Magnesium's Role in Your Health

Magnesium plays a role in countless body functions. In fact, the essential mineral is the second most prevalent electrolyte in the body after potassium, which should give an indication of its importance.

As adults, we’re home to about 25 grams of magnesium, which is about as much as five cubes of sugar and is distributed throughout our entire body. Less than one per cent of that is kept dissolved in our blood while most is stored in our bones.

According to the most recent information available from Statistics Canada, about 34 per cent of Canadian adults fail to meet their body’s magnesium needs through diet alone. This is a real concern when considering all of the varied functions of this mineral in the body.

Traditional food sources of magnesium include leafy greens like spinach, legumes, nuts, seeds, and whole grains. Because of how common deficiency is, many Canadians turn to a magnesium supplement.

Magnesium’s activity can be categorized into three broad categories: contributing to the structure of our bones; serving as a co-factor in over 300 important enzyme reactions; and contributing to nerve and muscle function.

This mineral is most heavily concentrated in the hardened structure of our bones, but its role there is primarily as storage to ensure our body has enough to keep our enzyme systems running smoothly. About 50 per cent of our body’s magnesium is found in our bones.

Magnesium is intimately involved in helping to control bone mineral density. It interacts with a number of hormones that help strengthen bones, including vitamin D and parathyroid hormone, and helps increase bone formation through influencing the proteins that build bones. Some population-based studies have found that osteoporosis, or low bone-mineral density, is associated with low magnesium levels in the blood. One study found that magnesium supplementation may help to prevent the breakdown of bone in older women with osteoporosis.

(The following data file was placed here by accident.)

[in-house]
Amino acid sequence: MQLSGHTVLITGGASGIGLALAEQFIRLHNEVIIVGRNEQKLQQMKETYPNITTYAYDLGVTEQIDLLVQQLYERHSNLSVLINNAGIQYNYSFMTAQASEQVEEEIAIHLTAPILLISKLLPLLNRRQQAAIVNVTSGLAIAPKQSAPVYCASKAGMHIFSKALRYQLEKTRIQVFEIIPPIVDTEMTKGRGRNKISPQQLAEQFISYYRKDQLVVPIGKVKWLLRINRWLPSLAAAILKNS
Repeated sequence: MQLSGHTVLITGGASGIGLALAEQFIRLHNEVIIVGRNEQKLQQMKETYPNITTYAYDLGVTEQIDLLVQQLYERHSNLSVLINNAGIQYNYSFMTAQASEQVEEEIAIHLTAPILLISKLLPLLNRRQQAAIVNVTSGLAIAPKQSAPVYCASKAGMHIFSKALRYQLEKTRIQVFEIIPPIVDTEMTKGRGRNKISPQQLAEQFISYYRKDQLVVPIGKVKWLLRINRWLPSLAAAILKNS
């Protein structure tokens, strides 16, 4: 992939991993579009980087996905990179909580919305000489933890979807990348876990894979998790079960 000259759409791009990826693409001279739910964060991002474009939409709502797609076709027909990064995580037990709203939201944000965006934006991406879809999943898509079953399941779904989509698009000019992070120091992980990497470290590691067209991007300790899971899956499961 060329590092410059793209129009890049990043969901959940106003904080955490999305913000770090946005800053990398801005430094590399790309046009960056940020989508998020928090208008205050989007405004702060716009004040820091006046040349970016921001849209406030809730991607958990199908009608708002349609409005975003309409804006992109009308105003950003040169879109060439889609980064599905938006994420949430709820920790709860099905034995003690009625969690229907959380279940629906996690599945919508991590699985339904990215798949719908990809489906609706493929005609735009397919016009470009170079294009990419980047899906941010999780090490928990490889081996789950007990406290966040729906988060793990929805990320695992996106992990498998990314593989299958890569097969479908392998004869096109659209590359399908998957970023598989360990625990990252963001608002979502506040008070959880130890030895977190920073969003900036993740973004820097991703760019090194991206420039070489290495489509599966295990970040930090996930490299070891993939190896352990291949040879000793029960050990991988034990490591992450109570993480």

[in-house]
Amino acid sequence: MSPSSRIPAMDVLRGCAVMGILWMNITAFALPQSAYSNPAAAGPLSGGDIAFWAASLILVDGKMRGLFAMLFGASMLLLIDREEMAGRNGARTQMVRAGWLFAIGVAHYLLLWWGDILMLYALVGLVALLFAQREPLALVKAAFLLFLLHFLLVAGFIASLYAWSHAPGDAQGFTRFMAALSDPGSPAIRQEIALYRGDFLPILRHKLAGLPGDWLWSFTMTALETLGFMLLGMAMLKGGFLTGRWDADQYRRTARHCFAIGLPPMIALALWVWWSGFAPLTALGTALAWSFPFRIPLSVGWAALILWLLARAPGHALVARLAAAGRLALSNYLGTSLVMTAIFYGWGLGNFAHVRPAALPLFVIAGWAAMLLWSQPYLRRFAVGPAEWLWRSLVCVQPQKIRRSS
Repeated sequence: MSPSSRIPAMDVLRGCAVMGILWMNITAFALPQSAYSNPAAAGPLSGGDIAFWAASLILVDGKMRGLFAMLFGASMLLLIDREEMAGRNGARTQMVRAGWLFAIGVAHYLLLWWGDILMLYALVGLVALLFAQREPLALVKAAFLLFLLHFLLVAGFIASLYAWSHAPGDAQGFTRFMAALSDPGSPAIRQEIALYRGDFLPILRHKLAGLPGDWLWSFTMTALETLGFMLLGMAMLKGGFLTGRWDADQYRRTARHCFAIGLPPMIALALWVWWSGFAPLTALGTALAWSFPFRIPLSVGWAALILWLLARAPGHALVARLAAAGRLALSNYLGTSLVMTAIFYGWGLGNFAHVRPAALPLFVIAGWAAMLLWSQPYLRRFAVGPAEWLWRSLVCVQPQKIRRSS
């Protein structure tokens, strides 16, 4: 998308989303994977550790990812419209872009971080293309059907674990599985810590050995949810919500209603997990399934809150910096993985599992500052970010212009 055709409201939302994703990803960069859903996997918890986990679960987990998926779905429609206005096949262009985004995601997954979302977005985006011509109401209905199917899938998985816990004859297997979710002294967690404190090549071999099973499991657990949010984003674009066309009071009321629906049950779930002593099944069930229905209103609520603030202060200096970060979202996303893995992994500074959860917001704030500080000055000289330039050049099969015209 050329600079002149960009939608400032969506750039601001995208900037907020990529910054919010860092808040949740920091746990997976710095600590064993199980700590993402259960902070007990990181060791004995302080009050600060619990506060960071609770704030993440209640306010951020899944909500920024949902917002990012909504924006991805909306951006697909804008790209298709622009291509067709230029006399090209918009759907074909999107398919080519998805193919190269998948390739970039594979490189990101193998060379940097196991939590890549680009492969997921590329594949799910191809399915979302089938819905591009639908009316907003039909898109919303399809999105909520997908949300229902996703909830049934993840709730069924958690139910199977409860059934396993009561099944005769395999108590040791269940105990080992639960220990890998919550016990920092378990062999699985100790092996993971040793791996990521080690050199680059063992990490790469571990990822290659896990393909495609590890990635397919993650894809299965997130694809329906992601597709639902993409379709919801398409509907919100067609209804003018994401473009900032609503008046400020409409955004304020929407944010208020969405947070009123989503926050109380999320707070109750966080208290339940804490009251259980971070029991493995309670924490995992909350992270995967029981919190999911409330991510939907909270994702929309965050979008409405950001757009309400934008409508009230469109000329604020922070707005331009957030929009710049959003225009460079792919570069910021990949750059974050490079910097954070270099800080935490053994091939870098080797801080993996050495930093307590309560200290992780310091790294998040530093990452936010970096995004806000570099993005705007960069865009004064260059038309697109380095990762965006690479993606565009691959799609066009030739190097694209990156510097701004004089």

One of magnesium’s primary roles is as a co-factor (or assistant) to over 300 enzyme reactions in the body. Magnesium is essential for helping to regulate blood glucose levels; it’s also involved in producing energy and is essential for building healthy DNA and RNA, the chemical basis of our genes. Maintaining adequate magnesium levels is also important for maintaining healthy blood pressure.

One of the reasons magnesium has been getting so much attention recently is its role in nerve and muscle function. Magnesium is an activator of various protein enzymes that are responsible for helping to reduce inflammation, but all eyes are on it now because of its apparent role in mental health. A recent high-quality, systematic review found that supplemental magnesium helped to reduce symptoms of anxiety in a range of populations. Other research found an association between higher magnesium intake and decreased symptoms of depression. This is a growing area of research as scientists continue to unravel the many roles magnesium plays in the body.

Magnesium is a mineral that’s only growing in popularity. The combination of low levels in our food and the higher requirements of our body make it a crucial supplement. Visit your local CHFA Member health food store for tips, and speak with your health care practitioner for any questions you have about supplementing with magnesium.

Tips for Supplementing

As a supplement, magnesium comes in a variety of forms, including magnesium oxide, citrate and chloride. Your body’s absorption of each of these varies slightly: a citrate- or chloride-bound version has been shown to be more readily absorbed in the gut than the oxide form.

It’s important to be aware of your intake if you’re taking multiple mineral supplements. This is because they can compete for the same receptor in our gastrointestinal tract and inhibit absorption. For instance, spread out your intake of zinc, iron and magnesium supplements to different parts of the day to avoid this competition. Read the instructions on the label of your capsule or other form of supplement, which are often found in 100 to 300 mg doses per day (used in research) and can be paired with vitamin B6.